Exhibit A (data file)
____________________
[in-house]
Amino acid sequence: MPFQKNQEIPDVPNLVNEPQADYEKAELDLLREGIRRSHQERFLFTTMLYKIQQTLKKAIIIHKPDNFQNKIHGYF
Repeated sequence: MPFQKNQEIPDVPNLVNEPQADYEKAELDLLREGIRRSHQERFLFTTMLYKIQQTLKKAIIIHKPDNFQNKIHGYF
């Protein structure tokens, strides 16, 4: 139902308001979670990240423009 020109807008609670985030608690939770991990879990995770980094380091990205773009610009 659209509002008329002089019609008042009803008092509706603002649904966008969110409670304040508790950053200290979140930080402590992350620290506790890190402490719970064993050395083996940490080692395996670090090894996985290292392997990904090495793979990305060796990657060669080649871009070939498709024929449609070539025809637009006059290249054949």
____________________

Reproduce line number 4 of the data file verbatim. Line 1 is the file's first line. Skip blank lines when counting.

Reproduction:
């Protein structure tokens, strides 16, 4: 139902308001979670990240423009 020109807008609670985030608690939770991990879990995770980094380091990205773009610009 659209509002008329002089019609008042009803008092509706603002649904966008969110409670304040508790950053200290979140930080402590992350620290506790890190402490719970064993050395083996940490080692395996670090090894996985290292392997990904090495793979990305060796990657060669080649871009070939498709024929449609070539025809637009006059290249054949």